high-performance machine gears + Ionic logo + "developers blog"

Enhancing Agent Performance in Machina Tools

SDK Agent Creation Performance

Some SDK users express concern for the overhead of managing Agent objects for bulk file encryption. Agent is a lightweight object, and the most resource-consuming operation in the default initialization case is retrieving profiles from an OS persistor or the disk. However, the agent can be initialized without profiles, and a cached profile object can be added to it making it an extremely lightweight part of the encryption process. Here we’ll analyze the performance of several different scenarios.

Creation Methods

First off, we set up a single ISAgent object outside of our testing loop.

ISAgent agent;
agent.initialize();

Then establish a baseline for some simple non-networked method call.

agent.getDeviceProfileForKeyId("notakey");

10,000 iterations of this took 0.122 seconds

Next, create a new ISAgent object and initialize it without profiles, then add a profile that was stored in a variable earlier.

ISAgent a2;
a2.initializeWithoutProfiles();
a2.addProfile(profile, true);
a2.getDeviceProfileForKeyId("notakey");

10,000 iterations took 2.45 seconds.

The next step is to create a new ISAgent and fully initialize it with the default persistor (the Windows DPAPI persistor for this test).

ISAgent a3;
a3.initialize();
a3.getDeviceProfileForKeyId("notakey");

10,000 iterations took 70.7 seconds.

The final scenario sets up a persistor that uses an encrypted file to compare disk access.

ISAgent a4;
a4.initialize(passwordpersistor);
a4.getDeviceProfileForKeyId("notakey");

10,000 iterations took 105 seconds.

Comparison with network usage

Now let’s consider each of these scenarios in the context of a network call.

First, the single-agent case with a getKey call for a key we previously created.

agent.getKey(keyId, getResponse);

10,000 iterations took 345 seconds

Creating a new agent without profiles and adding a cached profile.

ISAgent a2;
a2.initializeWithoutProfiles();
a2.addProfile(profile, true);
a2.getKey(keyId, getResponse);

10,000 iterations took 336 seconds.

A new agent using the default OS persistor.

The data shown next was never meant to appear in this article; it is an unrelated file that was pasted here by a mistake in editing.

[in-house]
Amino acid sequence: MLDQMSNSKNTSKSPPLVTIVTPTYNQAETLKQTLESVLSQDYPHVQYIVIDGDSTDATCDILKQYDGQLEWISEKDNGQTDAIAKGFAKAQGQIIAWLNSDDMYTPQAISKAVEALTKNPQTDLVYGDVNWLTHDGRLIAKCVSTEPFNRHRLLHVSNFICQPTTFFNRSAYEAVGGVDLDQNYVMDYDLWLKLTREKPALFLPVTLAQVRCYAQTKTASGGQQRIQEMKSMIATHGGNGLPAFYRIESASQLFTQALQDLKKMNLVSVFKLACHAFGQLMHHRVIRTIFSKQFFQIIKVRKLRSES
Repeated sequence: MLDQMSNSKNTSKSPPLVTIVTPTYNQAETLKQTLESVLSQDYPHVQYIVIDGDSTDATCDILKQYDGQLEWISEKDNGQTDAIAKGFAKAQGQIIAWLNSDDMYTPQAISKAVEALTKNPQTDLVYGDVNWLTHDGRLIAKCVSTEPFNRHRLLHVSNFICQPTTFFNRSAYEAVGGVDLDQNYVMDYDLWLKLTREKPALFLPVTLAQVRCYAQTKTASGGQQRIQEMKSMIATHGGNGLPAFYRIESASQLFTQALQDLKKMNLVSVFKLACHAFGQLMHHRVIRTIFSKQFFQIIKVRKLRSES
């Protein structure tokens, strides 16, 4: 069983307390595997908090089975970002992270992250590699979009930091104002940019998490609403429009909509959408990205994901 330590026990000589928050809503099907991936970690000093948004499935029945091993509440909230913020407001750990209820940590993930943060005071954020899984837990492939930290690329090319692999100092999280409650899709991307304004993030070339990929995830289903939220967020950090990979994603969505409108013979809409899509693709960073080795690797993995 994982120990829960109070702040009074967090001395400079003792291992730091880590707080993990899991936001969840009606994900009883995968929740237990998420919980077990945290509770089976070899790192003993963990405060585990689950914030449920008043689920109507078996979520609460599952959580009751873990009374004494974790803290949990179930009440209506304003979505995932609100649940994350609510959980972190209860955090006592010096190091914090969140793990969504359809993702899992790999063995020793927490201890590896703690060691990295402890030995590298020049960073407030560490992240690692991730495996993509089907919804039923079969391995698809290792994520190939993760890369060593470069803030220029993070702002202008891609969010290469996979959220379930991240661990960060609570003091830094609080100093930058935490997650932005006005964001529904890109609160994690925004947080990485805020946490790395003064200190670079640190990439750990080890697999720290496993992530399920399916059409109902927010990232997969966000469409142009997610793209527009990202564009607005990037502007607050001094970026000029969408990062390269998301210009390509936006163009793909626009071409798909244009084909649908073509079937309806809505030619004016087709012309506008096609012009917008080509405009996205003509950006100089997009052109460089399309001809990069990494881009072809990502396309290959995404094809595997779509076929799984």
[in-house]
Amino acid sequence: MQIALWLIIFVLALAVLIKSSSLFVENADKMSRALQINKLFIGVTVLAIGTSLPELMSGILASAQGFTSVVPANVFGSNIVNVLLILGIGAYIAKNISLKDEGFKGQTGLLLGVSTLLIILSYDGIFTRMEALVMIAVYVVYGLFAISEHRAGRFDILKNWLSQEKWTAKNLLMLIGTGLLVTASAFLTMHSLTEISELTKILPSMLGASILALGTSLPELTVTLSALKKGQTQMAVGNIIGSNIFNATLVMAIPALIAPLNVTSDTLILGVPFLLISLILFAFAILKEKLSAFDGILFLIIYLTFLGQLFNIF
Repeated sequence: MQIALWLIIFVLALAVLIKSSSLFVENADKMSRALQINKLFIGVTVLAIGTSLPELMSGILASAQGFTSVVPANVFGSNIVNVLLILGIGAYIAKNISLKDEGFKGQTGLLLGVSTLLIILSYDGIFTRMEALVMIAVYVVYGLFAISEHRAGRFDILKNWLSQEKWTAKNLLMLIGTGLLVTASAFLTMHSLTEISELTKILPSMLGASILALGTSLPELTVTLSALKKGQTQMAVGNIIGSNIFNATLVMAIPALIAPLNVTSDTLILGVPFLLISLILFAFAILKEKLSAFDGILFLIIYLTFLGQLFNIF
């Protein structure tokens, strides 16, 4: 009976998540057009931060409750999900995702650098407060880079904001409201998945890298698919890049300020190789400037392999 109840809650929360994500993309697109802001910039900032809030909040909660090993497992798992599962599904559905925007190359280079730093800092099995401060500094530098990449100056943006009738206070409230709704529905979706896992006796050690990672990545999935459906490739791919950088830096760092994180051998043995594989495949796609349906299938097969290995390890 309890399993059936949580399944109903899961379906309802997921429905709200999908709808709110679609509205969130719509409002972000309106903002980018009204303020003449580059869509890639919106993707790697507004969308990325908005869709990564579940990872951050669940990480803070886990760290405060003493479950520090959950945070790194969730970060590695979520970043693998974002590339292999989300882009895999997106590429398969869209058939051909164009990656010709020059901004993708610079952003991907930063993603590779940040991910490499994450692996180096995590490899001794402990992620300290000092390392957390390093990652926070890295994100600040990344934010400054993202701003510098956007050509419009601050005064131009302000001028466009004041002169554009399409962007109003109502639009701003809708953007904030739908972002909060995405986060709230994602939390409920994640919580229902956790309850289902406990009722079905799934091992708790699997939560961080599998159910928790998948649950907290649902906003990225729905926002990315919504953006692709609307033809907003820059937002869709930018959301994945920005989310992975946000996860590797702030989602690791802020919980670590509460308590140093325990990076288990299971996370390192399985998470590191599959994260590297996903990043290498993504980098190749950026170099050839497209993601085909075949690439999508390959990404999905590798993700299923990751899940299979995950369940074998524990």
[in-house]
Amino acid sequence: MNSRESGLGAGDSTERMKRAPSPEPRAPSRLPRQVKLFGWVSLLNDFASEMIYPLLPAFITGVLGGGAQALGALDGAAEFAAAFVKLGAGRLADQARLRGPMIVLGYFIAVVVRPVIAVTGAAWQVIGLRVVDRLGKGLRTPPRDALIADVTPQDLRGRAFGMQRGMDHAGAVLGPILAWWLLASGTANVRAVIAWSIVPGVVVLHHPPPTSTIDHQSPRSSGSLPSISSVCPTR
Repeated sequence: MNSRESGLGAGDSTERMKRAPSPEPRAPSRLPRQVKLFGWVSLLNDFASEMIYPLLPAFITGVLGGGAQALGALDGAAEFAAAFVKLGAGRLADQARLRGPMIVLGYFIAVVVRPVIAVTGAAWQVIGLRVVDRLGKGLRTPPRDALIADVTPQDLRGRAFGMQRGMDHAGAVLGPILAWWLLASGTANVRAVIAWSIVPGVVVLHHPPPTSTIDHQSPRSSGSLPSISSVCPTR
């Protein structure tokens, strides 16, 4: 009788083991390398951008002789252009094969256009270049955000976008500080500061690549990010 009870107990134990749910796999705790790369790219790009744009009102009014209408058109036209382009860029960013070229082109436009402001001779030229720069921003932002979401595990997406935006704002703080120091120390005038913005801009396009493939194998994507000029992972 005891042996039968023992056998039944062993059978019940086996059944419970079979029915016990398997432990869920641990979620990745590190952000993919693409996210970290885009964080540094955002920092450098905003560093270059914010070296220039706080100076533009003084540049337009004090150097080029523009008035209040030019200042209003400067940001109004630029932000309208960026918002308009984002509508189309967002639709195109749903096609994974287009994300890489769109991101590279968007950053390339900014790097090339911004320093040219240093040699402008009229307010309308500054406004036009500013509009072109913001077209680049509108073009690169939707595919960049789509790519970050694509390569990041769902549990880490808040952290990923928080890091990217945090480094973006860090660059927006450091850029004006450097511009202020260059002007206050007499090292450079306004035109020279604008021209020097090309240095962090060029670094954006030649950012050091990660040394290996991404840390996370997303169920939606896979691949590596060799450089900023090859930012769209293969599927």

ISAgent a3;
a3.initialize();
a3.getKey(keyId, getResponse);

10,000 iterations took 401 seconds.

Using the file-based password persistor.

ISAgent a4;
a4.initialize(passwordPersistor);
a4.getKey(keyId, getResponse);

10,000 iterations took 425 seconds.

For the sake of completeness, each case was tried again with each respective agent being used to initialize an instance of ISChunkCryptoCipherAuto that was then used to decrypt a short string encrypted earlier.

ISChunkCryptoCipherAuto c(agent);
std::string recovered;
c.decrypt(cipher, recovered);

The results for the same 10,000 iterations:

  • Single ISAgent – 321 seconds
  • New ISAgent with cached profile – 344 seconds
  • New ISAgent with default persistor – 365 seconds
  • New ISAgent with password persistor – 389 seconds

Conclusion

You can see that a call to the operating system to retrieve profile data is a reasonably expensive operation even when compared to a network call. In a case where the application architecture does not permit storing the ISAgent object, you can cheaply create a new agent. The ISAgentDeviceProfile object is a simple data holder, and it can be created from strings so long as that data is protected.

The results so far were generated in debug mode. As the results below from a program build in release mode with compiler optimization show, the cost of creating a new agent is even lower in practice. Results may vary slightly based on hardware, but network speed is more or less constant.

Code Example

You can find the source code in the Ionic Github samples repository under AgentAnalysis.cpp. Included is a modified test program that runs all these test cases together and produces prettier output. The results of running that test are included
below.

Windows x64 Release build:

  9999 tests      find     getKey   chunk
Single agent:      0.000  157.391  166.101
Cached profile:    0.084  167.897  173.226
OS persistor:     12.544  178.862  179.063
Password file:    46.457  225.098  224.128